(3) Se’nnight, that is, ‘seven-night’, cf. fortnight, still in use. January 5 was a Saturday so it might mean either ‘a week [counting from] the Friday just gone’, i.e. ‘a week ago yesterday’, or ‘a week ago on Friday last week’ depending on local usage. Interestingly newspapers of this time often copied news items verbatim from other papers, and the date of loss can vary by a week or two depending on how many times it was copied, and whether or not the local editors changed the date accordingly, or how they understood ‘Friday last’!

(4) Oxford Journal, 12 January 1782, No.1,498, p3

No. 65 A Complete Absence of Fishermen’s Ganseys

It’s often said that ganseys (knitted sweaters) with traditional village-specific patterns have been used to identify the bodies of fishermen drowned at sea. It’s also often said it is a myth, so I thought the wealth of shipwreck data we hold would be an obvious place to shed light on this question!

In all my years researching wrecks, I do not recall ever coming across such a story, but I decided to take a more scientific approach: mining the database with its wealth of primary sources. The starting point was data for any fishing vessel lost in English waters 1750-1950, with 2,655 hits, using keywords for knitted clothing, bodies and the identification thereof. (1)

This approach yielded no results for any fishermen identified by their clothing, ganseys or otherwise.

The closest story was that of a French fishing vessel lost in October 1826 on the Kentish Knock at the entrance to the Thames. In early November some bodies washed ashore at Margate, ‘judged to be part of the crew of a French fishing boat, reported to have been lost on the Long Sand or Knock.’ This suggests their garb was distinctively French, but this clue was clearly combined with local knowledge of tides and currents and prior knowledge of the wreck.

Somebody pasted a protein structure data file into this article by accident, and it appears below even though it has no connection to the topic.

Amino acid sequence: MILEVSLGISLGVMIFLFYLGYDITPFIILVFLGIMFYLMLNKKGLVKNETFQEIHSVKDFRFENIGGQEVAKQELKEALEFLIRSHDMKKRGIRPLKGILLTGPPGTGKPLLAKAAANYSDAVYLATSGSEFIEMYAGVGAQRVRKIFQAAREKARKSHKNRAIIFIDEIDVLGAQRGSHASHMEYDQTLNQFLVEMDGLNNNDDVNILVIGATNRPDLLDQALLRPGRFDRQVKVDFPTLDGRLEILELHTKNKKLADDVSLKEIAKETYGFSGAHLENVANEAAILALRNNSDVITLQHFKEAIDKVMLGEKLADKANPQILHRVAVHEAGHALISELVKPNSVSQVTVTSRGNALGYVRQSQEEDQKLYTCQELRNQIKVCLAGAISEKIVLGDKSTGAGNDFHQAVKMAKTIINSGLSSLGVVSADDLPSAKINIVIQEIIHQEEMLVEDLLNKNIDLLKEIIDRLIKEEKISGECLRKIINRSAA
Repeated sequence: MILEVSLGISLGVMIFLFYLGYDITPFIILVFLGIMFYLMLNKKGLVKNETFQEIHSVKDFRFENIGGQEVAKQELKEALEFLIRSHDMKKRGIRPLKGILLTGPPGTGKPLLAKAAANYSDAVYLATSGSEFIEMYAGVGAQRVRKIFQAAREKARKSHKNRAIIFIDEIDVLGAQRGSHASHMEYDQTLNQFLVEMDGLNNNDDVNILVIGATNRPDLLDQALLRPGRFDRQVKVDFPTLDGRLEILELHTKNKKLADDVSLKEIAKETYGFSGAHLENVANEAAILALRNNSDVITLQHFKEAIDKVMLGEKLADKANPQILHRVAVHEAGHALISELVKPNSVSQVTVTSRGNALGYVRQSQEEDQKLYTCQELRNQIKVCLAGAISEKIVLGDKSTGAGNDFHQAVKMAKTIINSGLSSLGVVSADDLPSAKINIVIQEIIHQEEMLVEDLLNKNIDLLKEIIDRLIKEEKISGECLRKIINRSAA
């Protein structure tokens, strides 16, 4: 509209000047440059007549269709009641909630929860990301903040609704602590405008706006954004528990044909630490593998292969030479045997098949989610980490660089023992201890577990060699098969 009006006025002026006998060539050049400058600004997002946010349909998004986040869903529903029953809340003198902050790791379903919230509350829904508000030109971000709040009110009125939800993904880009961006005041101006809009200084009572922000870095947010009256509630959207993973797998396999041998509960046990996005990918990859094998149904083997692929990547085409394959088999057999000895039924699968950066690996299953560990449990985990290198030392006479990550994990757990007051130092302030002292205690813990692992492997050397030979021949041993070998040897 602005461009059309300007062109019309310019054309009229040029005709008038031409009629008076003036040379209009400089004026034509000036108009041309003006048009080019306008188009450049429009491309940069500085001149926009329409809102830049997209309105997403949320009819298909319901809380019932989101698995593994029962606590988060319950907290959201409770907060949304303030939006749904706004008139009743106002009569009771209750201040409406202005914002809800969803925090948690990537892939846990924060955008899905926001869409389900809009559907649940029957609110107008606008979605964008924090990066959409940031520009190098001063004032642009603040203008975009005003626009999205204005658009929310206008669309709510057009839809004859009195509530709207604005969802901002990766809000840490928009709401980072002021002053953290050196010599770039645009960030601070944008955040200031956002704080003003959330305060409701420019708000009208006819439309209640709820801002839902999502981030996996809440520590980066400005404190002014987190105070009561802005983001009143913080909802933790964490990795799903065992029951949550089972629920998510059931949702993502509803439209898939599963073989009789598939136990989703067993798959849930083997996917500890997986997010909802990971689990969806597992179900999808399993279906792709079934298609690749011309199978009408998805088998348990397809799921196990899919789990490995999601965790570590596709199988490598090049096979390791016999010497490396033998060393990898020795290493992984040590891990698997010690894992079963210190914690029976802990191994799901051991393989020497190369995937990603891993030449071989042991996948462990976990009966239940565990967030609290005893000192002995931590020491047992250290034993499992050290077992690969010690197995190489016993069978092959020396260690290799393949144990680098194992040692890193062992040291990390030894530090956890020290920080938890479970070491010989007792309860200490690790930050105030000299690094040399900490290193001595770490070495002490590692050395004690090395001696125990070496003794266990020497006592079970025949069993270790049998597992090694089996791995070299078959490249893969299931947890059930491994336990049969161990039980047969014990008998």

By contrast, records of passenger vessel losses are rich in detail of bodies identified, and how, so here are just a few examples:

When the Elizabeth foundered in the Bristol Channel in 1781, the stockings on one victim identified him, but his clothing is likely to have been distinctive, since he was a Quaker. Again, when the Piedmont transport struck Chesil Beach, Dorset, in November, 1795, an officer was recognised by his scars (suggesting fairly rapid recovery of the body, consistent with a stranding).

In 1814, Captain le Coq of the Mentor, lost off Cornwall, is said to have been recognised by his gold watch and seal (from an as yet untraced citation from a primary source, indicating the body washed up fairly quickly afterwards). Who identified these individuals, all unknown in the communities where they met their final resting place?

In all three cases above there were survivors who would have provided corroborative information. Where the blanks could not be filled in, they were published in newspapers to aid identification. A night of carnage on the Bamburgh coast in 1774 resulted reports of bodies being washed ashore, among whom was a lady with ‘five diamond rings on her fingers, and gold ear-rings in her ears’.

The 1826 case on the Kentish Knock shows how difficult it was to identify fishermen washed up far from home and from the location of the wreck site. At the present state of knowledge there appears to be no reported evidence for the use of ganseys alone to identify drowned fishermen in English waters, unless a well-corroborated story comes to light.

Can anyone help?

(1) The National Record of the Historic Environment (NRHE) curated by Historic England. Keywords were: gansey and its synonyms guernsey, jersey, sweater, jumper + knit-; body/ies, corpse(s), remains; identified, known, proved (as in ‘proved to be’), recognised